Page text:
But I am extremely fortunate I have the ability to earn $1,300/month working maybe 10 minutes from home each day so as long as I can work, which should be a good number of years yet but I do not count on that in the budget.

So many, especially husbands, don't think about what might happen to their wives if they pass away first which most of us guys will.
Just a small point. Life insurance main point is to replace income for several years should one pass away. If you're close to retiring, do you really need this expense? I cancelled my life insurance this year and I would have done it earlier but DW didn't feel comfortable about it when I retired. We have several income sources locked in, so we don't need the replacement income. She still has her policy as she's still working, even though I've told her we don't need it. Since your income at 68 is greater than your expenses, you likely can cut this expense now.
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Old 03-29-2016, 03:29 PM
 
12,825 posts, read 20,129,272 times
Reputation: 10910
Quote:
Originally Posted by ReachTheBeach View Post
Retirement planning wishes vs. reality - CBS News

That is plain nuts! I think a lot of people won't do a budget because they fear it will just confirm their suspicions. Living within your means doesn't mean it can't be enjoyable even if it is less than you were originally planning.

I need a second and maybe third plan - what if I can't work past 62 for some reason (economic or medical)?

This doesn't surprise me but I make enough where half isn't a crazy low number. When it is 2/3 of the population then it does include a lot of people with low numbers.
Most Americans live in complete denial of fiscal reality. Heck, it's The American Way!

In debt to the hilt!

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Old 03-29-2016, 03:32 PM
 
12,825 posts, read 20,129,272 times
Reputation: 10910
Quote:
Originally Posted by jrkliny View Post
Of course, the majority of people don't have any sort of systematic financial plan for retirement. The majority of US adults lack even very basic mathematical skills; i.e., numeracy. They cannot develop or understand a financial plan without basic math skills. In numeracy testing, US adults rank lower than adults from almost every other 1st or 2nd world country. I should not exaggerate, US adults do tie in skills with Spanish adults. Sixty percent of Americans are at the level where they either do not understand or struggle with math as simple as fractions, ratios, and reading simple graphs and charts.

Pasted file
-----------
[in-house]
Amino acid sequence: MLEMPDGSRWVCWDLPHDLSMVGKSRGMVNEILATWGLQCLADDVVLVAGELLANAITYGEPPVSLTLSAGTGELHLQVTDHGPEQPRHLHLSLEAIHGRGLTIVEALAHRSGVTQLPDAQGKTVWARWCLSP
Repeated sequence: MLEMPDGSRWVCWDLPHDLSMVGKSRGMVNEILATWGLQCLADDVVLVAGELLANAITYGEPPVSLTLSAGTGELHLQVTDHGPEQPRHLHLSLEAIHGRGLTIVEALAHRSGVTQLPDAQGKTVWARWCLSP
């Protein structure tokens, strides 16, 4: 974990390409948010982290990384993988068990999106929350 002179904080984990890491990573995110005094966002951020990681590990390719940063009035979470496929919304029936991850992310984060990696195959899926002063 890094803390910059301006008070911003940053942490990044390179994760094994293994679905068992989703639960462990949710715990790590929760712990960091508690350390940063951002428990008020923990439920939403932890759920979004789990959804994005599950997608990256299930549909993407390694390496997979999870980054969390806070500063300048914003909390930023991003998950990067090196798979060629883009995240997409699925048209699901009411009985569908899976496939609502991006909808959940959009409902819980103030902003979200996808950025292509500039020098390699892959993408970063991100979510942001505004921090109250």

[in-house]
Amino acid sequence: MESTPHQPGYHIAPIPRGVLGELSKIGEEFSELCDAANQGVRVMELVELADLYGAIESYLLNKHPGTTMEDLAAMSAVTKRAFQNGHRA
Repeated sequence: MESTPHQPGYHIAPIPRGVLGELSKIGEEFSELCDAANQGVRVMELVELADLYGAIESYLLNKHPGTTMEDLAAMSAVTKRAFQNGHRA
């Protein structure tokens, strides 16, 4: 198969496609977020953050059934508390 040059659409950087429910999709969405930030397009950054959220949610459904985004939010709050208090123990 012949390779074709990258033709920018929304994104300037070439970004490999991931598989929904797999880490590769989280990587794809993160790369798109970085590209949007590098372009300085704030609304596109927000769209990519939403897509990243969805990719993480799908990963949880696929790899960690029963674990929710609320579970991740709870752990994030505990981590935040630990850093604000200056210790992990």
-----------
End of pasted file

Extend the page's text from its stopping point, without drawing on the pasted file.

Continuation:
But they sure know how to pick A WINNER!

Make America _____ again!
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Old 03-29-2016, 03:37 PM
 
12,825 posts, read 20,129,272 times
Reputation: 10910
Quote:
Originally Posted by Yakscsd View Post
Not so much nuts as not fixated. What is nuts is spending your entire adult life planning and saving for a retirement you may never live to see. What is nuts is passing on travel at an age where you can fully enjoy and experience it, because you had to save for retirement. What is nuts is not living fully for the day, because of a fictional image of retirement traveling and golfing. See a theme? Neither is wrong.
So I saw this guy. He was in a king cab with all the bells and whistles. His vanity plate said "LIV4NOW."

Hey, was that you?

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Old 03-29-2016, 04:24 PM
 
Location: Central IL
15,201 posts, read 8,509,345 times
Reputation: 35598
I'm not surprised at all. We've all been given the 80% rule of thumb and I think that suffices until you're maybe within 10 years of when you're thinking to retire. That's when you have to take a closer look to see if you're on track. Much before then and your estimates will be too far off. It's just as good to save as much as you can with 80% as a placeholder - too daunting to try to get down to the penny - JUST SAVE!

Also, remember - people don't even know what they want to do when they retire. Play 36 holes of golf every week? Go on 2 month long vacations abroad each year? Backpacking or luxury hotels? Six week long trips in the U.S.? Buy clunkers and work on them (estimate cost of clunker and all parts?!). Season passes to MLB or to the ballet? Even after you figure out all you want to do then you have to estimate the costs for each. So let's not get too snotty about people who fall back on 80%...at least until they're close enough to retirement to "get real" about it.
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Old 03-29-2016, 04:28 PM
 
Location: Central IL
15,201 posts, read 8,509,345 times
Reputation: 35598
Quote:
Originally Posted by nicet4 View Post